It hurts a little taking the tinsel and lights down. I don’t want to take down my tree for it brings a taste of wonder to my home; our trees bring wonder to our streets. We needn’t fret, for our God uses all manner of things and ideas to lure us into relationship.
Today we celebrate Epiphany which means – “a showing.” We celebrate all of the gifts, all those moments of revelation, of God’s showings in our lives. The white-hot moment of Christian revelation is the birth story of Christmas. God’s light, God’s philosophy, God’s power, God’s charts, graphs and blueprints for Creation, God’s promises and love came down from the high heavens into a child in a manger. God moved from concept to matter, from Spirit to baby’s flesh, from faith to physical relationship. If we can learn to ponder the wonders of the stars, the miniscule miracles of molecules and atoms, the sounds of nature, even the soft skin of an infant child; if we can learn to wonder at the amazing things of life we will wander into a rapturous worship angels will envy.
Give thanks, for God provides as many avenues towards holy encounters as there are stars. So start wondering simply: take a watercolor class and study the varieties of color in God’s world. Meander into the depths of quantum physics or molecular biology and watch for God in the tiniest movements of energy and fragments of matter. Get season tickets to a symphony and listen for God’s majesty.
Ponder the food you eat and wonder how and by whom it came to your table. Buy a telescope and watch the stars. Sign up for a 48 hour silent retreat and learn to listen to God within yourself. Read the Bible again and ponder the people’s epiphanies. Decide to slow down. Decide to listen to silence. Decide to be attentive to life. Watch for shimmering stars of joy and wonder in your everyday living.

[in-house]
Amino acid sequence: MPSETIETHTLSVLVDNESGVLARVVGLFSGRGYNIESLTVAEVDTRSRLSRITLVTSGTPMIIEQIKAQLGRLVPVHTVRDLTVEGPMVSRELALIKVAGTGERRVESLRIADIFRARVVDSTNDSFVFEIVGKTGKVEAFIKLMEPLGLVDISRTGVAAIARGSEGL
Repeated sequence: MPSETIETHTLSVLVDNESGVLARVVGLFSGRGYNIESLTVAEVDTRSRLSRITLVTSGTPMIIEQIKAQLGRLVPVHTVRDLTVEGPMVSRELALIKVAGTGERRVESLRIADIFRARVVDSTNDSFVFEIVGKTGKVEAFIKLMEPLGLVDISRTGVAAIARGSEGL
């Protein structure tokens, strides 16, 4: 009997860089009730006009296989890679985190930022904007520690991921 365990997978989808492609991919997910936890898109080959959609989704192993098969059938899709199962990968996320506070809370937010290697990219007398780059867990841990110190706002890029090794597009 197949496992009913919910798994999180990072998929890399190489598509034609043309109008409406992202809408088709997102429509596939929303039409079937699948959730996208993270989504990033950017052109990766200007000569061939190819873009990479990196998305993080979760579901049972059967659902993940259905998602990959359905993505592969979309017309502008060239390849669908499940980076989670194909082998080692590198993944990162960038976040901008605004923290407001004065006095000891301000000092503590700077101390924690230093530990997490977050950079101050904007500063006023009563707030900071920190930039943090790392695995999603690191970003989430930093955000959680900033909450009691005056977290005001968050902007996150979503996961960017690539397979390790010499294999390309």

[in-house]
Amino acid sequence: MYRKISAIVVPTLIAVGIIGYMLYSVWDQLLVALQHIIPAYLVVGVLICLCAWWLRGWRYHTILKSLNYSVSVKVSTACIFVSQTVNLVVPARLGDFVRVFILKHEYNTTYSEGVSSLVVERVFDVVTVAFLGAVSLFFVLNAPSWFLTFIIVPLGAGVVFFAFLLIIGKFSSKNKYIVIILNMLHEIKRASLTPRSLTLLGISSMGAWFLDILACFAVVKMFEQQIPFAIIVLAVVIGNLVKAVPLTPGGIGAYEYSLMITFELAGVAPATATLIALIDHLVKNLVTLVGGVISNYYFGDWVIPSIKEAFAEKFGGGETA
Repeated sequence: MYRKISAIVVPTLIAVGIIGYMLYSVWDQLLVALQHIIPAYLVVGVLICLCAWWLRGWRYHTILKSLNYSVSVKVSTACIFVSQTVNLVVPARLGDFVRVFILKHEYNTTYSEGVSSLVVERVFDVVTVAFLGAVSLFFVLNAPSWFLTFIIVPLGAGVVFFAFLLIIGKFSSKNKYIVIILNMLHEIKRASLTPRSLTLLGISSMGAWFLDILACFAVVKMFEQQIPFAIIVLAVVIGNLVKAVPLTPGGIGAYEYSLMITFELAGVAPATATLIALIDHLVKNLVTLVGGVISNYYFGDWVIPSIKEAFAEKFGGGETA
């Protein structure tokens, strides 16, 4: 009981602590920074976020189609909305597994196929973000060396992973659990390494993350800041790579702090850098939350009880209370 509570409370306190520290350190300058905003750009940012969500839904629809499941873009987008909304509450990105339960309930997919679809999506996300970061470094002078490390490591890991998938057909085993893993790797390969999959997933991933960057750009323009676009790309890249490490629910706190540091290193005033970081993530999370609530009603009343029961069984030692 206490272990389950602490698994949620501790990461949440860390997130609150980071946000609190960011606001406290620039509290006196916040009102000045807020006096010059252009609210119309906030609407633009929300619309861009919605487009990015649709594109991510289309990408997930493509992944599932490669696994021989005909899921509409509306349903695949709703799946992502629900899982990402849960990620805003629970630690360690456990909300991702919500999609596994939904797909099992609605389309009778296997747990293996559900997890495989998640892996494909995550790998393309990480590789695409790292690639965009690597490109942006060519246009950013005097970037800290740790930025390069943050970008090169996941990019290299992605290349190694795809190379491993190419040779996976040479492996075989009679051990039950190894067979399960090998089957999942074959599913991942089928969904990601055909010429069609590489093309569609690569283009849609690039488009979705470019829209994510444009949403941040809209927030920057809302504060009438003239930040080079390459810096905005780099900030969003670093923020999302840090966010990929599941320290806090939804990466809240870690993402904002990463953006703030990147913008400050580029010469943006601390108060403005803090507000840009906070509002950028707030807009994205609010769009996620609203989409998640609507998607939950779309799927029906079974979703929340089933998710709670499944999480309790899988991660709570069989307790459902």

We can even listen to two sticks clacking against each other and be led to worship with joy. The Rev. Frederick Buechner records a personal epiphany within his novel, The Final Beast. He wrote of a young clergyman’s search for some proof of God’s existence. Visiting with his father he stretched out in the grass near his father’s barn. He closed his eyes and listened for a word from God. He listened for some assurance of God’s presence. He pleaded with God for a sign, a word, “Please, please come Jesus.” He swallowed and then raised his head to look at the sky expecting it to split open and for God’s splendor to pour down.
He lay in the grass with a wild expectation, with a very strong feeling that God would somehow be proven to him in a miracle. He waited a long time in the bright sunshine and nothing happened until. Buechner writes:
Two apple branches struck against each other with the limber clack of wood on wood. That was all – a tick-tock rattle of branches – but then a fierce lurch of excitement at what was only daybreak, only the smell of summer coming, only starting back again for home, but oh Jesus, he thought, with a great thump in his throat and a crazy grin, it was an agony of gladness and beauty falling wild and soft like rain. Just clack-clack, but praise him, he thought. Praise him. Maybe all his journeying, he thought, had been only to bring him here to hear two branches hit each other twice like that, to see nothing cross the threshold but to see the threshold, to hear the dry clack-clack of the world’s tongue at the approach of the approach of splendor.
Two clacks of wood on wood. A peasant infant in an animal trough. God on the silent wind and in the shining stars. Christ in the bread and the cup. Wonder friends. Wonder long and loud. Worship long and loud. Kiss the holy hand of God with joy. Amen.
Thanks to Jim Somerville’s Sermon, “Another Way” included in Lectionary Homiletics, Epiphany – January 6, 2002 and Frederick Buechner’s, The Final Beast, pp177-178 and The Alphabet of Grace, p6.